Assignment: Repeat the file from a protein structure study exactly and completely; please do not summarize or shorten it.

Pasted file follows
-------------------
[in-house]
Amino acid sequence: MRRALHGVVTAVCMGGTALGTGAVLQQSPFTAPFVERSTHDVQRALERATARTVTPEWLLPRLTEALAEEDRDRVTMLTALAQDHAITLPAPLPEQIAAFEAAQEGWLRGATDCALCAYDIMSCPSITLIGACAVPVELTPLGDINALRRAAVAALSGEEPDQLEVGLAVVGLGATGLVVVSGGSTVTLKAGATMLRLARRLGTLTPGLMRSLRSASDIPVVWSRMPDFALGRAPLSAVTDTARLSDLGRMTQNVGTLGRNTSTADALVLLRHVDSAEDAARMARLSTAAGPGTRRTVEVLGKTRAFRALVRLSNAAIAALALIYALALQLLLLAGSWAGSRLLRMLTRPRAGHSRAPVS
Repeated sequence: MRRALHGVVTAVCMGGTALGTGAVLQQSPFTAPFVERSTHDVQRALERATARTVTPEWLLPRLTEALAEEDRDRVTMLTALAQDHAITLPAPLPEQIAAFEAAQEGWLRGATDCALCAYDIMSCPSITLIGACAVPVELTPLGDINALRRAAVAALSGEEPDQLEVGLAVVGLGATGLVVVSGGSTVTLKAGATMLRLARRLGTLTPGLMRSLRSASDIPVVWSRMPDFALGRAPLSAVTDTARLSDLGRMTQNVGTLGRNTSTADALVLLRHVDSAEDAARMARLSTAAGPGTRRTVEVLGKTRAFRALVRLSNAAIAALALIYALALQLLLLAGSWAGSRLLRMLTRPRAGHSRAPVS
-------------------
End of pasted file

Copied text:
[in-house]
Amino acid sequence: MRRALHGVVTAVCMGGTALGTGAVLQQSPFTAPFVERSTHDVQRALERATARTVTPEWLLPRLTEALAEEDRDRVTMLTALAQDHAITLPAPLPEQIAAFEAAQEGWLRGATDCALCAYDIMSCPSITLIGACAVPVELTPLGDINALRRAAVAALSGEEPDQLEVGLAVVGLGATGLVVVSGGSTVTLKAGATMLRLARRLGTLTPGLMRSLRSASDIPVVWSRMPDFALGRAPLSAVTDTARLSDLGRMTQNVGTLGRNTSTADALVLLRHVDSAEDAARMARLSTAAGPGTRRTVEVLGKTRAFRALVRLSNAAIAALALIYALALQLLLLAGSWAGSRLLRMLTRPRAGHSRAPVS
Repeated sequence: MRRALHGVVTAVCMGGTALGTGAVLQQSPFTAPFVERSTHDVQRALERATARTVTPEWLLPRLTEALAEEDRDRVTMLTALAQDHAITLPAPLPEQIAAFEAAQEGWLRGATDCALCAYDIMSCPSITLIGACAVPVELTPLGDINALRRAAVAALSGEEPDQLEVGLAVVGLGATGLVVVSGGSTVTLKAGATMLRLARRLGTLTPGLMRSLRSASDIPVVWSRMPDFALGRAPLSAVTDTARLSDLGRMTQNVGTLGRNTSTADALVLLRHVDSAEDAARMARLSTAAGPGTRRTVEVLGKTRAFRALVRLSNAAIAALALIYALALQLLLLAGSWAGSRLLRMLTRPRAGHSRAPVS